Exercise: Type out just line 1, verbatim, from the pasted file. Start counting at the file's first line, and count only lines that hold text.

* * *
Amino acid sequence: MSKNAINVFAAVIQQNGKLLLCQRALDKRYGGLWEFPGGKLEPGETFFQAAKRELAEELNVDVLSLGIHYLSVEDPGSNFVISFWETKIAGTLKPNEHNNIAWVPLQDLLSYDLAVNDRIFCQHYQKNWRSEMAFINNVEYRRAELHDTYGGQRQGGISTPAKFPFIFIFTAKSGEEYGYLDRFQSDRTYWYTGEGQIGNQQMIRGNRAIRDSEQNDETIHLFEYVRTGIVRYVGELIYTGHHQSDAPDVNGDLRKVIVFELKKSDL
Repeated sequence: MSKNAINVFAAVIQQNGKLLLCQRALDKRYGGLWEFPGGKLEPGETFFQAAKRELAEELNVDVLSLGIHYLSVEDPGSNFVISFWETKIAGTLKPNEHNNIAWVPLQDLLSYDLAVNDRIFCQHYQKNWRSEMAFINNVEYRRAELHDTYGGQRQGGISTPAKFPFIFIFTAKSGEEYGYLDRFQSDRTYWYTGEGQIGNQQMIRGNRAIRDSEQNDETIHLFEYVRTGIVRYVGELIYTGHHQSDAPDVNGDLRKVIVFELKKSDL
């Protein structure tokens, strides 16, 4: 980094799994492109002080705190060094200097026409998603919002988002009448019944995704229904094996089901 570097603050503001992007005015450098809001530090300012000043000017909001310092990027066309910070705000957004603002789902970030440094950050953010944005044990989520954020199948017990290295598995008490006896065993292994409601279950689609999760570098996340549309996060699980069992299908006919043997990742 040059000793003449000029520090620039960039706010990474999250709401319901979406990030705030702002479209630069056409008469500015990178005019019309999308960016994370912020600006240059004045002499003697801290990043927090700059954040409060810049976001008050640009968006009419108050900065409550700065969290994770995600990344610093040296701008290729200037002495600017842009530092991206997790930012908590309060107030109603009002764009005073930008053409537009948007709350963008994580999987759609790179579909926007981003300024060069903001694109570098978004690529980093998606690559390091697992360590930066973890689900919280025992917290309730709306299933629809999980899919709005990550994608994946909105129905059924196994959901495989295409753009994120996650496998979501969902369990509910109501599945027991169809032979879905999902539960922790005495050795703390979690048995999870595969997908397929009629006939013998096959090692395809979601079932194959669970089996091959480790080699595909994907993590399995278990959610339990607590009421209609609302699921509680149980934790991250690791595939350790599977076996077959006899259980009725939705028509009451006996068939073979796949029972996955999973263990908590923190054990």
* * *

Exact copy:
Amino acid sequence: MSKNAINVFAAVIQQNGKLLLCQRALDKRYGGLWEFPGGKLEPGETFFQAAKRELAEELNVDVLSLGIHYLSVEDPGSNFVISFWETKIAGTLKPNEHNNIAWVPLQDLLSYDLAVNDRIFCQHYQKNWRSEMAFINNVEYRRAELHDTYGGQRQGGISTPAKFPFIFIFTAKSGEEYGYLDRFQSDRTYWYTGEGQIGNQQMIRGNRAIRDSEQNDETIHLFEYVRTGIVRYVGELIYTGHHQSDAPDVNGDLRKVIVFELKKSDL